It’s a New Year! To most of us, that means rejuvenation and new life. It’s a time to start fresh with new goals and a new outlook. We fix things that are broken in our lives, and try to make ourselves into better people. Very often, this renewal lasts a short period of time and we soon go back to our old ways. Our goals are never realized. Why? Are we not truly committed? Do we set unrealistic goals? I submit that while we often are less committed to our goals than we should be, and while we do sometimes set unrealistic goals in the first place, the answer has more to do with a lack of repentance. True repentance, true change, means a complete cleansing of our bad behavior.
Behaviors are changed as we change our hearts. Setting a goal is wonderful, but attaining a goal requires that change of heart. To achieve our goals, we need to forsake bad behaviors and replace them with good ones. New Year’s resolutions are often not realized in the long term because we have not prepared our hearts for change. We must learn to endure to the end, and we do that by changing our hearts to be in line with the improvements Heavenly Father wants to make in our lives.
My thoughts were all over the map while trying to write this article. And I mentioned that I was stuck to my daughter and told her the topic of my article. She said, “Mom, setting goals for me is being humble enough to ask Heavenly Father what changes He wants me to make. I already know what I want to do, but that’s not necessarily what He wants me to do.” So the change of heart needs to happen even before we set our goals. It is necessary to have our thoughts, minds, and hearts in line with God’s will for us. Priorities need to be set to coincide with the path God wants us to take.
Be Realistic and Committed
Setting a goal is the easy part; achieving a goal takes work. Be realistic as you set your goals, and commit to actually achieving them. You may want to set a goal to lose 100 pounds in a year, but you may only be committed to giving up ice cream for a week—and that’s not going to cut it.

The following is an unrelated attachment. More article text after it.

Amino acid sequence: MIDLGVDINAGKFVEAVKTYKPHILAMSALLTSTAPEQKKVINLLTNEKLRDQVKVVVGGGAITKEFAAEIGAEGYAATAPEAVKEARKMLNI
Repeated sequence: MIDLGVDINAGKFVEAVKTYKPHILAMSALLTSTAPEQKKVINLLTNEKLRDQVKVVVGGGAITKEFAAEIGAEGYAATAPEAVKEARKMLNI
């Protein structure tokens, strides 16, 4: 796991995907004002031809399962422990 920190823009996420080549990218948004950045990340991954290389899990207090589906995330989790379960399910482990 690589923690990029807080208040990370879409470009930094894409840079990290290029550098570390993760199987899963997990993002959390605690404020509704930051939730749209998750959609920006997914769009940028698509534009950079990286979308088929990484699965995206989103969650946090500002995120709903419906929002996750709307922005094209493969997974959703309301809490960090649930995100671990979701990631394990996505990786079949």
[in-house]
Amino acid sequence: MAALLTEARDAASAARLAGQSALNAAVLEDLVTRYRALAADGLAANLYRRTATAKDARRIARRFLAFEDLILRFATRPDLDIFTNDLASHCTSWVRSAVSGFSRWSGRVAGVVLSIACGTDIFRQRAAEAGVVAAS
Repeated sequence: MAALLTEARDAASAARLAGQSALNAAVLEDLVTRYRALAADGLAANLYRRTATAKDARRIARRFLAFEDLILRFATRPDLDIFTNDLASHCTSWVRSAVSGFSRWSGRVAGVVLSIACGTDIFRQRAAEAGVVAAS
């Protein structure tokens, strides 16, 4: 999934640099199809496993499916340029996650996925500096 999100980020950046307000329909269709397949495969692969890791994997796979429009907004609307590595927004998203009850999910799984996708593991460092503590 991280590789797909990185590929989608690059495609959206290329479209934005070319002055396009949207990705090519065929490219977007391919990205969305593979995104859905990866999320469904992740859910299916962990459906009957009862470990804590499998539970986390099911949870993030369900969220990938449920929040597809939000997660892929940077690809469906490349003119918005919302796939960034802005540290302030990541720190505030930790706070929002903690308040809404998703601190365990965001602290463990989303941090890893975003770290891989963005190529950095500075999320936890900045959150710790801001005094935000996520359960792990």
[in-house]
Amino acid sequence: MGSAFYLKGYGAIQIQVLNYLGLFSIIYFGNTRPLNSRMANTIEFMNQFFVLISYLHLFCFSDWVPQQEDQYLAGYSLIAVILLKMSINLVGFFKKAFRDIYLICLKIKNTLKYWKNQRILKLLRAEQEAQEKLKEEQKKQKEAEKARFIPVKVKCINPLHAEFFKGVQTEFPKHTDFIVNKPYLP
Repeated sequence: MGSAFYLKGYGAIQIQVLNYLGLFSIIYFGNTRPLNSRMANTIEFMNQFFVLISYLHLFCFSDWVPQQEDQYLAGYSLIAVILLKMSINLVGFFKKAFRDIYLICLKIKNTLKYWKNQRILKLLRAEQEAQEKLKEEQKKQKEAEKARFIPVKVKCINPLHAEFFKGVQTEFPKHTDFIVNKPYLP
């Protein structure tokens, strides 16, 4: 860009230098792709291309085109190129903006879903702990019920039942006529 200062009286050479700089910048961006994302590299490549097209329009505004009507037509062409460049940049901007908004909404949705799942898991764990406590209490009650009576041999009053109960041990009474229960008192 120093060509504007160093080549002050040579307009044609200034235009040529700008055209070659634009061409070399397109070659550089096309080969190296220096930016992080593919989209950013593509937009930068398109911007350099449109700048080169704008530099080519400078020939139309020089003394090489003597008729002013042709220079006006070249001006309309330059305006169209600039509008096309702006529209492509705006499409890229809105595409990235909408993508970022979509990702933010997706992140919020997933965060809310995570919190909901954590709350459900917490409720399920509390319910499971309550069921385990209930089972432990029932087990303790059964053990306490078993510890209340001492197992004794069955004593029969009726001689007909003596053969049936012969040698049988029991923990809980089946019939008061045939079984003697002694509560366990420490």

The realistic goal would be to gradually wean yourself from unhealthy food items over the next year and replace them with fruits and vegetables. Instead of paying for a gym membership that you will only use in January, find a way to get outside and do something fun and active. You will be more committed to doing something you really enjoy.
Last year, my New Year’s resolution was to read the Bible in one year. Since I am retired and have the time, it was a realistic goal for me. I was fully committed to the project. As a result, I surprised myself and exceeded the goal by reading the Bible, The Book of Mormon, the Doctrine and Covenants, and the Pearl of Great Price. I even had time at the end of the year to go back and re-read and study the Isaiah chapters in the Bible. This worked for two reasons: 1) It was a realistic goal, and 2) I was fully committed. Had I set the goal of reading all four books of scripture in the beginning, I would have become overwhelmed with the project and not nearly as committed. I most likely would have failed.
You are more likely to succeed in being committed, if you are realistic from the beginning. Don’t set your goals so high that you become immediately discouraged. It is much better to set a smaller goal and surprise yourself with your ability to achieve.
Achieving goals is nothing more than repenting of bad behaviors and replacing them with good ones. The first step in repentance is having a change of heart. The second step is committing to change. Then there is the follow through. Committing is a life-changing event. True repentance means never going back to your old ways. Why would you want to go backwards? Repentance is a continual forward motion. However, if you do slide backwards a bit, all hope is not lost. Pick yourself up, dust yourself off, and get back on the right track. Heavenly Father will help you succeed. The atonement is real! Christ already paid for every mistake we ever made. All we have to do is to keep trying and never give up.
As you think about your New Year’s resolutions, use the steps of repentance to help you succeed. Just because we call it a “resolution,” doesn’t mean that it is not attainable. New Year’s resolutions are every bit as attainable as the goals we set at other times of the year. Recognize your bad behaviors, kneel in prayer and ask Heavenly Father which bad behavior takes priority for change, change your heart to be in line with what Heavenly Father wants you to do, commit to making the change in the long term, and never go back to old habits.
Tudie Rose is a mother of four and grandmother of ten in Sacramento, California. You can find her on Twitter as @TudieRose. She blogs as Tudie Rose at http://potrackrose.wordpress.com. She has written articles for Familius. You will find a Tudie Rose essay in Lessons from My Parents, Michele Robbins, Familius 2013, at http://www.familius.com/lessons-from-my-parents.